Researchers in the Perelman School of Medicine at the University of Pennsylvania have identified a new therapeutic target for the treatment of melanoma. For decades, research has associated female sex and a history of previous ...

More evidence of link between severe gum disease and cancer risk

January 16, 2018
Data collected during a long-term health study provides additional evidence for a link between increased risk of cancer in individuals with advanced gum disease, according to a new collaborative study led by epidemiologists ...

Researchers develop a remote-controlled cancer immunotherapy system

January 15, 2018
A team of researchers has developed an ultrasound-based system that can non-invasively and remotely control genetic processes in live immune T cells so that they recognize and kill cancer cells.

Dietary fat, changes in fat metabolism may promote prostate cancer metastasis

January 15, 2018
Prostate tumors tend to be what scientists call "indolent" - so slow-growing and self-contained that many affected men die with prostate cancer, not of it. But for the percentage of men whose prostate tumors metastasize, ...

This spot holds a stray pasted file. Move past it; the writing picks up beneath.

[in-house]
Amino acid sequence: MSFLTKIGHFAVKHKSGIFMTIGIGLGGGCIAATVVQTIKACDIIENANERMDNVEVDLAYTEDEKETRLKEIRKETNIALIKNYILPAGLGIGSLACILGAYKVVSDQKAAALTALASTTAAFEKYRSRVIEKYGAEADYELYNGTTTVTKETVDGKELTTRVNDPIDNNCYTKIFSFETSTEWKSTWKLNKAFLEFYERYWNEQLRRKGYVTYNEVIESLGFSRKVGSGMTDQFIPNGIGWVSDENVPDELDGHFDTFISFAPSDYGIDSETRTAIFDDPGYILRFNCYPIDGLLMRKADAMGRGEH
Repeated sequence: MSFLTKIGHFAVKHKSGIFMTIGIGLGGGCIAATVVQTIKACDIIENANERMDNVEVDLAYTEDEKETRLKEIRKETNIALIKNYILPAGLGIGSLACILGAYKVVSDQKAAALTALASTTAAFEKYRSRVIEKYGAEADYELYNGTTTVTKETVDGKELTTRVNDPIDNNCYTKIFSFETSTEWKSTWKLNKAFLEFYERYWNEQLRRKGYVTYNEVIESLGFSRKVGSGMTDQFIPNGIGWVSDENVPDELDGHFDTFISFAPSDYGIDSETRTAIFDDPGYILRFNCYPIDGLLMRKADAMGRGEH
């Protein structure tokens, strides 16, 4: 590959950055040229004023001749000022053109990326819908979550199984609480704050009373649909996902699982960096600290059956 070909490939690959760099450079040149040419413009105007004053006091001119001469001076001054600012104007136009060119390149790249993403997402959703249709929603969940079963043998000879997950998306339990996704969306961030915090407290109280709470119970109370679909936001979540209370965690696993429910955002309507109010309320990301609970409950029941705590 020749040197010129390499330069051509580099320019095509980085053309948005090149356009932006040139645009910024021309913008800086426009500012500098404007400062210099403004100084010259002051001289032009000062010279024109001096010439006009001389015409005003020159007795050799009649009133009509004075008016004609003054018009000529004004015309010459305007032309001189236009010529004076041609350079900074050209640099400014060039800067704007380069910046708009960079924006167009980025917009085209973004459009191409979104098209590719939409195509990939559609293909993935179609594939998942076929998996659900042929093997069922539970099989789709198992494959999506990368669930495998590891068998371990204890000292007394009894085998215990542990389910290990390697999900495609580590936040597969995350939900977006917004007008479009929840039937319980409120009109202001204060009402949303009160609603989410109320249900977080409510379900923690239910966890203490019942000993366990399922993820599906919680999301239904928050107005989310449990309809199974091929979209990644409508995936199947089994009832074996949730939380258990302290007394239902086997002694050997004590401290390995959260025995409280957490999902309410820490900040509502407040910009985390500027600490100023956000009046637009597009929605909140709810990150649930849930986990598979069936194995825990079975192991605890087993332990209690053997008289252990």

Pancreatic tumors may require a one-two-three punch

January 15, 2018
One of the many difficult things about pancreatic cancer is that tumors are resistant to most treatments because of their unique density and cell composition. However, in a new Wilmot Cancer Institute study, scientists discovered ...

0 comments

Please sign in to add a comment. Registration is free, and takes less than a minute. Read more

Click here to reset your password.
Sign in to get notified via email when new comments are made.